David Yates Feb. 11, 2016, 4:19pm


AUSTIN – On Feb. 11 Attorney General Ken Paxton announced a settlement with Dallas-based MoneyGram Payment Systems, Inc., resolving a multistate investigation focused on MoneyGram’s role in transferring money from consumers to people defrauding them.

In addition to Texas, 48 states and the District of Columbia participated in this settlement, with Texas serving on the Executive Committee through the investigation and subsequent negotiations, according to a press release.

“In far too many cases consumers, many of them elderly, are harassed or manipulated into sending their hard-earned money to third parties via wire transfers, and this agreement provides additional protections against this fraudulent practice,” said Paxton. “Consumers must always remain aware of these schemes, and view solicitations from strangers promising big winnings with the deepest suspicion. The best defense is to toss these types of letters in the trash, delete these emails or simply hang up the phone.”

As part of the agreement, MoneyGram agreed to maintain and continue to improve a comprehensive and robust anti-fraud program to help detect fraud and prevent consumers from suffering financial losses in fraudulent wire transfers.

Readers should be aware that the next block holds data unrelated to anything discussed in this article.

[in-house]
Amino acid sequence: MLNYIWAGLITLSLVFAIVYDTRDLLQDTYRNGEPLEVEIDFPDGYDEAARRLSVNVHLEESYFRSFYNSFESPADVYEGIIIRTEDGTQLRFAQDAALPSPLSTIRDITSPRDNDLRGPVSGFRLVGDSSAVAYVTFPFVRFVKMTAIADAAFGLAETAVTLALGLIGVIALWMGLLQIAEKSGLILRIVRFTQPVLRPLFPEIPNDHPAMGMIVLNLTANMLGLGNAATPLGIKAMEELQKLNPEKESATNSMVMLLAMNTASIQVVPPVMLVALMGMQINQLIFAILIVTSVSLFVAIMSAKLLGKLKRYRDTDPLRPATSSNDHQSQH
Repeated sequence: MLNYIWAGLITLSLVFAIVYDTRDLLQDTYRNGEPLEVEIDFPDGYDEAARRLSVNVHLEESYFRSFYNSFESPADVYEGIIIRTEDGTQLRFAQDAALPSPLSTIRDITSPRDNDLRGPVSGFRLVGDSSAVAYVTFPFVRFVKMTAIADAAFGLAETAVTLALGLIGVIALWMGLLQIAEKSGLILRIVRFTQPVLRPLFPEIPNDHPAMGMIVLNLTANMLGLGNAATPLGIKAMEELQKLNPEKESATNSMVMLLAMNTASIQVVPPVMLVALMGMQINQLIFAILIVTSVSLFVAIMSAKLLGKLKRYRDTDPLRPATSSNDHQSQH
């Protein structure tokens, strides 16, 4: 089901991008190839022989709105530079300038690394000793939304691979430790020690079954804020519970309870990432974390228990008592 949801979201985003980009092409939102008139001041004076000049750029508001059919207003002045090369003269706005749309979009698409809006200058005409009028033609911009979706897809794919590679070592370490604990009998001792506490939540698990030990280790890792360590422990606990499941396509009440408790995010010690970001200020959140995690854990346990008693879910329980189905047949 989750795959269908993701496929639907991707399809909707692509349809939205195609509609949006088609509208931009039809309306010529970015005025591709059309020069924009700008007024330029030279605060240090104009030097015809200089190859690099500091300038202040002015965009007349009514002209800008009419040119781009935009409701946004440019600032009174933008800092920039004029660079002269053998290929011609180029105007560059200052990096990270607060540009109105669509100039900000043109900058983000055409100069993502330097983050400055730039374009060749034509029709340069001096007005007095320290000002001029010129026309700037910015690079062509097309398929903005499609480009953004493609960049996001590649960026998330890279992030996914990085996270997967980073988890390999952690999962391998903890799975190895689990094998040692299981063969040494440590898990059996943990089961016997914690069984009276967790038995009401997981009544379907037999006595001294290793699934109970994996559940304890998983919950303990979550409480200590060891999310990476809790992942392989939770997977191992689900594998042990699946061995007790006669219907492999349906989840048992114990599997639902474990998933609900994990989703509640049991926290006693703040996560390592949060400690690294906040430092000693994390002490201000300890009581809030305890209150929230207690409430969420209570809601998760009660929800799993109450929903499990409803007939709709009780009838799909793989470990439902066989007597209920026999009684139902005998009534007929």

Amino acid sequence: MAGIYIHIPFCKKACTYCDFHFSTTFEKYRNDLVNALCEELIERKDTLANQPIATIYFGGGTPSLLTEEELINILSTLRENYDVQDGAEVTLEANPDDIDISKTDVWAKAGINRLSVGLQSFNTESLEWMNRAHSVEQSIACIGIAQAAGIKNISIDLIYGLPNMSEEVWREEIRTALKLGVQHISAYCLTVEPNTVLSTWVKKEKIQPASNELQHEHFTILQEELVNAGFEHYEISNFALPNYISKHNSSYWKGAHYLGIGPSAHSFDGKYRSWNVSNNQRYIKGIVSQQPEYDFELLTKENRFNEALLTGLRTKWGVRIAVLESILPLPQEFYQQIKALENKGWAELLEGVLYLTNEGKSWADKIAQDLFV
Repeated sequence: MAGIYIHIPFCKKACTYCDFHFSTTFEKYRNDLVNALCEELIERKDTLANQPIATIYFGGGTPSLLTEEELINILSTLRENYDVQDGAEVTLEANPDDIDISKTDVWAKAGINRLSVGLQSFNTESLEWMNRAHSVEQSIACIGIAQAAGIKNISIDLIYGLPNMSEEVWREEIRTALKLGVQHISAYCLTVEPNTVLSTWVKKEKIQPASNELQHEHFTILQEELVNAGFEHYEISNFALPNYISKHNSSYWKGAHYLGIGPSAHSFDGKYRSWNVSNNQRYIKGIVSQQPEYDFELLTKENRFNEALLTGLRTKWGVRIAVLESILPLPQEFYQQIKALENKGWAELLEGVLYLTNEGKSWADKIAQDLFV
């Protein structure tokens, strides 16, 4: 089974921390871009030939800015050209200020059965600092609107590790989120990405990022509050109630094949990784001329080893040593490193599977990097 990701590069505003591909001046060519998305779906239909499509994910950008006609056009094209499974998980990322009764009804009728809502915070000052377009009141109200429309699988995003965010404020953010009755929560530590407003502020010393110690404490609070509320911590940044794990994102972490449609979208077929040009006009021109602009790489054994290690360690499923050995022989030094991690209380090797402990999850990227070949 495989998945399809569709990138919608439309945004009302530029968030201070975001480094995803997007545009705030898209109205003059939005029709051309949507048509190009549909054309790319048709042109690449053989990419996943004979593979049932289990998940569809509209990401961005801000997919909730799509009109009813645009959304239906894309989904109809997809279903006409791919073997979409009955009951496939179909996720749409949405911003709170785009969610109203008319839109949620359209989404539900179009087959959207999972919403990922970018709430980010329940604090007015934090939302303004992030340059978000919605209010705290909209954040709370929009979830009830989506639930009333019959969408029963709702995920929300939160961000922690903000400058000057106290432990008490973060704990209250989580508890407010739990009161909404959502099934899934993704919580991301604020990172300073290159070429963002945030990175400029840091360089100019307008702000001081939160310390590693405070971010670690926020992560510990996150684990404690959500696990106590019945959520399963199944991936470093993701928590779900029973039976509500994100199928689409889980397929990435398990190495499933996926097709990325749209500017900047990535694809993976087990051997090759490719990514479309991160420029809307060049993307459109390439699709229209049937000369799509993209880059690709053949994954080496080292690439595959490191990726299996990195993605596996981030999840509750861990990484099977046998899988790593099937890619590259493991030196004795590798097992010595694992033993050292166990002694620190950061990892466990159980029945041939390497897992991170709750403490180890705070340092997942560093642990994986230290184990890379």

MoneyGram has also agreed to pay a total of $13 million to the states, funding a nationwide consumer restitution program, and to cover the states’ costs and fees.

The settlement provides for an independent third party settlement administrator to review MoneyGram records and send notices to all consumers who are eligible to receive restitution under this settlement.

Generally, consumers who are eligible for restitution previously filed complaints with MoneyGram between July 1, 2008, and Aug. 31, 2009 regarding fraud induced transfers sent from the U.S. to foreign countries other than Canada.

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